Asante Sana, The Village Voice

Even putting on my media historian’s hat, it is difficult for me to explain how important The Voice was to American journalism.

Once upon a time (at least from the 1970s through the 1990s), it was the place for uncompromising political and cultural journalism. It was required reading for people who wanted to absorb (as a reader) or master (as a writer) the now-dying art of longform mass-media journalism.

The Voice was important to me because I read there important Black writers such as Thulani Davis, Lisa Jones, Greg Tate, Peter Noel and Joe Wood. (I never forgot Wood’s 5,000+ profile of Albert Murray in the paper’s famous annual Arts Supplement pullout.) The Voice essay that still shakes me to this day is Joan Morgan‘s “A Blackwoman’s Guide To The [Mike] Tyson Trial,” an article that introduced me to sexual harassment, misogyny and rape culture.

It was for people who wanted hardcore journalism. It showed me you didn’t have to be at The New York Times or The New Yorker to kick journalistic ass in New York! It made me want to be a real writer who wrote longform narrative journalism in nuance and detail. After I finish the book I’m writing, I’m going to do just that.

 

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Book-Mini Review: Organic Black Feminism Within Traditional Black Community Activism


Lucile H. Bluford and The Kansas City Call: Activist Voice for Social Justice.
Shelia Brooks and Clint C. Wilson II.
Lexington Books. 112 pp., $80.

The story of how Lucile Bluford helped lead Black Kansas City from the late 1960s through the 1980s via her newspaper, The Kansas City Call, is not unusual, as 20th century Black press stories go. And that very normality is what makes this monograph important. When not roadblocked by Black male sexism (and even when they are), Black women seek, and fight, to save, heal and transform the entire Black community–to save it from itself, even if that work results in personal attack and vicious slander. These women, like Bluford, are strategic. And Brooks and Wilson explain that tactical nature, along with that unswerving commitment, in qualitative and quantitative form, showcasing well her roles as local activist, cheerleader and critic. In the Twitter Age, one in which Black feminist perspectives often lead national Black (digital) activist discourse, Bluford’s brand would today hold up as well as her electric typewriter on the book’s cover: she often used a male pseudonym when it was time to talk tough. But that is not the point here, although that historic action of Black press female reporters and editors should be the focus of future 19th and 20th century Black newspaper studies. Happily, there is no attack and slander in Bluford’s story, because she earned the respect of Kansas City as its Black informational leader and independent advocate. Future monographs about 20th century Black press publishers, reporters and editors should explain in further detail the ideological/personal relationships between Black newspaper staffs and Black activists, especially the idea that the Black women who have always driven local Black activism were major portions of these papers’ audiences. But for now, with more books published on Black women journalists in recent years than ever before, academia is now seeing a significant growth in the topic of Black press herstory.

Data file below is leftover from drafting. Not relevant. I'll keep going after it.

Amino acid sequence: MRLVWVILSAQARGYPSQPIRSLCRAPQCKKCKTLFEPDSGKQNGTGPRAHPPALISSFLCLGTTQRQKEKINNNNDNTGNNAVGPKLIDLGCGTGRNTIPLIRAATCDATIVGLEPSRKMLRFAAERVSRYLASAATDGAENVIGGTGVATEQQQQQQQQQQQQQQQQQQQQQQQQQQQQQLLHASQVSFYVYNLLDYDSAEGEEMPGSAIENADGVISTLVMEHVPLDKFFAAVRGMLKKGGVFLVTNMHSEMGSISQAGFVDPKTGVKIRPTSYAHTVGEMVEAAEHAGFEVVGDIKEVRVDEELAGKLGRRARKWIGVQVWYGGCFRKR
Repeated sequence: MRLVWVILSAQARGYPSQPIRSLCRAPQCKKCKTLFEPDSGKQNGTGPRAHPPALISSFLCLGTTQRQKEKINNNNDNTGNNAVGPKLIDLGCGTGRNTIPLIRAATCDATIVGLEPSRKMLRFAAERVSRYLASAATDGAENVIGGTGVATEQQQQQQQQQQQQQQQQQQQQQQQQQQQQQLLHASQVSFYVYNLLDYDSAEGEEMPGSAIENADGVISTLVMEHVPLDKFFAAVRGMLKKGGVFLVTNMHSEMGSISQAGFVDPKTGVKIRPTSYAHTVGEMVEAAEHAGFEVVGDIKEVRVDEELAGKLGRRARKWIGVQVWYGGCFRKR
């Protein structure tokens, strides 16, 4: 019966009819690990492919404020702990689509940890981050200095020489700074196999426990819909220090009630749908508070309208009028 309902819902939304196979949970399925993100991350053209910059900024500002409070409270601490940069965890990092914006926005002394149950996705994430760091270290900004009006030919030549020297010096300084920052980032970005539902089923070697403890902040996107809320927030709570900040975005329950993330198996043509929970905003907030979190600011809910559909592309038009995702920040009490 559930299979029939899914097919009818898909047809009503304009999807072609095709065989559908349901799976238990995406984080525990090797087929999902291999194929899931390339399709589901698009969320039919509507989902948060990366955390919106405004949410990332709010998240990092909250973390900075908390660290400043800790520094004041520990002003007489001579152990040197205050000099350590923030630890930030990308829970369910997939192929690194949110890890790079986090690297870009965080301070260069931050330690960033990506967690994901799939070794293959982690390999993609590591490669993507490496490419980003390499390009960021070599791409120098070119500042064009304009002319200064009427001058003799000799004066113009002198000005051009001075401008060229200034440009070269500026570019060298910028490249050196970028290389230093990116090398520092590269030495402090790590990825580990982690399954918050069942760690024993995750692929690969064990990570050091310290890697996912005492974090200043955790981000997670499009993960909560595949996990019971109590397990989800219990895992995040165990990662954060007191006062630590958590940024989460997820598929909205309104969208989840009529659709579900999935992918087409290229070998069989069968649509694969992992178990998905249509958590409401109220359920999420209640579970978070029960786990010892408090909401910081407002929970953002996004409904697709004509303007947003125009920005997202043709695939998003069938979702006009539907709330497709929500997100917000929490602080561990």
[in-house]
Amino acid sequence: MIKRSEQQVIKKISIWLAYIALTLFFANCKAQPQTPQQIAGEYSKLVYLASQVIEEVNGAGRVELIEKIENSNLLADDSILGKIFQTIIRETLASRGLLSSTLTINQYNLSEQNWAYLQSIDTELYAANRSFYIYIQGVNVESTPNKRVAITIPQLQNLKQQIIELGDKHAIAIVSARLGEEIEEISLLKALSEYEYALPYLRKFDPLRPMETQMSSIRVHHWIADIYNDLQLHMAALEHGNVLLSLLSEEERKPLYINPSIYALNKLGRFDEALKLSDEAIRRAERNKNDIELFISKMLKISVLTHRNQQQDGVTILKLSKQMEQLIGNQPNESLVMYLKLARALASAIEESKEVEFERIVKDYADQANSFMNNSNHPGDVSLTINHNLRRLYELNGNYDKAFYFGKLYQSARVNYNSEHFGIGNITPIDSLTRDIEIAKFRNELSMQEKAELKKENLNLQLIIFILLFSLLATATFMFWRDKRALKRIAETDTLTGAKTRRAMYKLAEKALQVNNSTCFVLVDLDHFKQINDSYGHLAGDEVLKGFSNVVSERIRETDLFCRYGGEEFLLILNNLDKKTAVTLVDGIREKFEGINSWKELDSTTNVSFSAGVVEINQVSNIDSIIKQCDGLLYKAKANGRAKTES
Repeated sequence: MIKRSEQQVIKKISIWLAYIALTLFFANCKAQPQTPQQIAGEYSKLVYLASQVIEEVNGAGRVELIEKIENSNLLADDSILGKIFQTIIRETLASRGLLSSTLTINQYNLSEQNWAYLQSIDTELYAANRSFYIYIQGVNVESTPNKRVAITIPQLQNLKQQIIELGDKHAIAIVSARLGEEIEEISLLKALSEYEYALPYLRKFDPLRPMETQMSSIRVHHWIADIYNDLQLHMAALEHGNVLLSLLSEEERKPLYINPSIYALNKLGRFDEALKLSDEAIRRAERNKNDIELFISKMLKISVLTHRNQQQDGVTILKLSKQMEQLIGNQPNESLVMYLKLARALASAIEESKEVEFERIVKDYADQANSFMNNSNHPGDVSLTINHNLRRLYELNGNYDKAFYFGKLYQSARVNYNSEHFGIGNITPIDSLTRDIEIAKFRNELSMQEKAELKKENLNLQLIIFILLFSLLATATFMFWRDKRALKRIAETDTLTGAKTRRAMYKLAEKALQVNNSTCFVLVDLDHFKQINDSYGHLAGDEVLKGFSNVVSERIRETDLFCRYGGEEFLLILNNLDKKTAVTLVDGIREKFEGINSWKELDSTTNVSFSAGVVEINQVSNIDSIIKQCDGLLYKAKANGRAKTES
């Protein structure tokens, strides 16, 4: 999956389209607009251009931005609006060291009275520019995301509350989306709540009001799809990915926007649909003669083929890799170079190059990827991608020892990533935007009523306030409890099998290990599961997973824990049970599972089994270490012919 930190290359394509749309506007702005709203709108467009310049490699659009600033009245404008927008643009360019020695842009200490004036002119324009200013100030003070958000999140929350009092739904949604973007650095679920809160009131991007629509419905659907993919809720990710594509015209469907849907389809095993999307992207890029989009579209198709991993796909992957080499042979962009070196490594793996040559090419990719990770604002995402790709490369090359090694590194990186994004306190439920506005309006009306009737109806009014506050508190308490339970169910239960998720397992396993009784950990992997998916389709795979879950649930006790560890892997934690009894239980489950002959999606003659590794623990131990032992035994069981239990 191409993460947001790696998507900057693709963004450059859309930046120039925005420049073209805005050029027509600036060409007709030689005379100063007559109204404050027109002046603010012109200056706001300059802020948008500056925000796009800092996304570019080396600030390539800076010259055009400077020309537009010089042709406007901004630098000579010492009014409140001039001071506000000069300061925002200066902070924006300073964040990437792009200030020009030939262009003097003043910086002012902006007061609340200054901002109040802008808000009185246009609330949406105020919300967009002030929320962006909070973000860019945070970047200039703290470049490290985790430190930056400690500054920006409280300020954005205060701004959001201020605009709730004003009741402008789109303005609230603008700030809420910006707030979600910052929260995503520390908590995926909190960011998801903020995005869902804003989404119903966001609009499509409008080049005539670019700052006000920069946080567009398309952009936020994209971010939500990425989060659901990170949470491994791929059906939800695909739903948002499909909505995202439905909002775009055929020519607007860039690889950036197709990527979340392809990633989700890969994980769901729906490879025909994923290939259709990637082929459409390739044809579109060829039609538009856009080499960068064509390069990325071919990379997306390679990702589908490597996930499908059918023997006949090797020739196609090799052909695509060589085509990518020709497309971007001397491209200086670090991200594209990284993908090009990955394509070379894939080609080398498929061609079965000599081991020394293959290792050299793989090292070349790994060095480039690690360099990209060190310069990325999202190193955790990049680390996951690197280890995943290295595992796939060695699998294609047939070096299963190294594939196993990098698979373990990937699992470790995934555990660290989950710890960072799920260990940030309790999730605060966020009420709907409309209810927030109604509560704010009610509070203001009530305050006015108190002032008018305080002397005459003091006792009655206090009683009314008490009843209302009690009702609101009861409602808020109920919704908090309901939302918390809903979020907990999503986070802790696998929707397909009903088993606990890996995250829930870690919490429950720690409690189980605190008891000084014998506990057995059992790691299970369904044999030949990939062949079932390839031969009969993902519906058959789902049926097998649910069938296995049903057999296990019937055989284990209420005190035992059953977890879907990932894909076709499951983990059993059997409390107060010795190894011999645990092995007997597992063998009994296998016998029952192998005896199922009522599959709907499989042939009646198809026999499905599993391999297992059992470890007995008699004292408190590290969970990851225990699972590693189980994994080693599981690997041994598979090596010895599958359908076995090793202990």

My Latest Book Review, About The Power Of The 20th Century Black Press……

….is here.

About That Ida B. Wells Obit In The New York Times

Sure, it’s a good thing. But as an author of a new book on Ida, I just wanted to point out that she was also consistently “overlooked” while she was alive, not only by white racists in the North and the South, but also by the NAACP and Black male (and white liberal) leaders. *COUGH*Carter G. *COUGH*W.E.B.*COUGH* 🙂  (The NAACP publicly pretended it, not her, started the organized fight against lynchings!) In fact, such treatment is a major part of my book.

So, no, it’s no surprise that The New York Times ignored her; of course it did!

 

My Latest Book Reviews Can Be Found…….

here and here at imixwhatilike.